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Jacob (Ya’aqob) is my father’s grandfather’s name. I often joke that Ya’aqob means “swindler,” but actually it does not. It could be translated “supplanter,” but it really has to do with “heel.” Jacob grabbed his brother’s heel.
The story of Jacob has a dual format all the way through. There is a personal story of Jacob which teaches very important things for us as believers—how God perfects us. Something for every believer is taught in the story, life and experience of Jacob. On the other side we are going to look at how Jacob personifies Israel and the Jewish people. In Scriptures whenever it specifies “Israel” or “Jacob,” it does so for a reason. “Israel” has the language of incorporation; Gentiles could be grafted into Israel. “Israel” has already wrestled with God and is broken, “Jacob” has not. The Jewish people, because they are not broken, are personified by “Jacob.” The Great Tribulation is called “the time of Jacob’s trouble” and has a meaning for Israel and the Jews. We will begin by looking at the first aspect of Jacob, how Jacob teaches about you, how Jacob teaches about me; how Jacob behaves is the how we tend to behave, and the way God deals with Jacob to perfect him teaches an awful lot about the way God is going to perfect us. Jacob often did not have a very easy life, even up to the end of his life. Similar to Abraham, and certainly to a degree to Isaac, even to his very old age God was working out some very basic things in his life and in his character. Forget this idea, “I’m old, I’m retired, I’ve had it”—we have not “had it” until we go home. God is working out things in our life until we get there. My personal, favorite verse in the Bible is Philippians 1:6:


For I am confident of this very thing, that He who began a good work in you will perfect it until the day of Christ Jesus.
But the way He is going to do it is the way He did it with Jacob.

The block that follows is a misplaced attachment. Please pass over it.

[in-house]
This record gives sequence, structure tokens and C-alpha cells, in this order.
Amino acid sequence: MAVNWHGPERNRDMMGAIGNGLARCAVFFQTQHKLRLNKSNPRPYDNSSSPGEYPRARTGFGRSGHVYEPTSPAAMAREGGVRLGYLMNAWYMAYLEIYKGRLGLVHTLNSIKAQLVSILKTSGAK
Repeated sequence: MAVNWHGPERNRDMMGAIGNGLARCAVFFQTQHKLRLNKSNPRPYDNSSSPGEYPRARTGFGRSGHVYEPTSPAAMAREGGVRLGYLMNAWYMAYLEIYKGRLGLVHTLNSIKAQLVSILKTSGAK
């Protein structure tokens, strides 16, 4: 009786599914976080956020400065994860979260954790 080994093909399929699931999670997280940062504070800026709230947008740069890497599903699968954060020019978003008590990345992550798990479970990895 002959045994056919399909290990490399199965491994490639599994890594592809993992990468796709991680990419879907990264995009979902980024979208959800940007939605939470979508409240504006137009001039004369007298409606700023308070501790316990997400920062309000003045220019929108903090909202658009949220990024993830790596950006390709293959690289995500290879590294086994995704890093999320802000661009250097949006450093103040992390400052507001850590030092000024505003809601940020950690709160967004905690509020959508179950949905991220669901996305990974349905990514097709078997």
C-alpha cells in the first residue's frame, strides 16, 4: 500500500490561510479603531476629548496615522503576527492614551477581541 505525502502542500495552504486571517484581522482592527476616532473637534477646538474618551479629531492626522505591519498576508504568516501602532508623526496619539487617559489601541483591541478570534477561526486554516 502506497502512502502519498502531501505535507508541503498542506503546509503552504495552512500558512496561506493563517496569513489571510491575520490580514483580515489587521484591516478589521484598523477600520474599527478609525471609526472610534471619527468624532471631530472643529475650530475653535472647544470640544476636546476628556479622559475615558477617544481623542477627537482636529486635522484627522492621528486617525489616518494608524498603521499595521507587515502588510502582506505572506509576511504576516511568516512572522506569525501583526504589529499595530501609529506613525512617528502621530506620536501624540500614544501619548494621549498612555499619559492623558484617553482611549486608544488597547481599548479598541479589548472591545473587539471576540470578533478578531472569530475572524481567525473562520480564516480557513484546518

“Fallen” vs. “Natural”

The God of Abraham is very much the God of promise, the God of Isaac is the God who gives the son of promise, but the God of Jacob is the God who perfects the son of promise. All those who are in the Messiah Yeshua are sons of promise. Jacob represents the natural man; not simply the fallen man, but the natural man—there is a difference. When Adam was created he had no imperfections, but he was not perfected. Imperfection comes because of the Fall. After we become born-again, God gets rid of the fallen man by faith. The fallen man or fallen woman is crucified by faith at the cross of Jesus and they are born-again—they become a new creation. However, God deals with the natural man after we are born-again. “Pick up your cross daily and follow Me” (Lk. 9:23). The fallen man is one thing, the natural man is another. It is so easy for us as Christians to be motivated by good intentions. I know people who have gone to mission fields with good intentions. They saw pagan peoples perishing because they were without the Gospel, they saw people in sub-human poverty, and being teachers or medical doctors they wanted to introduce the Gospel to people who were suffering in the developing world. Their motives were right. Praise God for good motives. Before they were saved they just wanted to build a career and make money just like anyone else, but then they put that on the altar and said they wanted to go to a mission field. These are good motives. We, as believers, have a natural tendency to be motivated by good motives. However, in God’s economy new motives and good motives are simply the first step—we have to be motivated to missions by the Holy Spirit. Jacob was somebody who attempted to achieve the purposes and blessings of God in his own sense. His motives were right, but he wound up with a “the ends justify the means” mentality.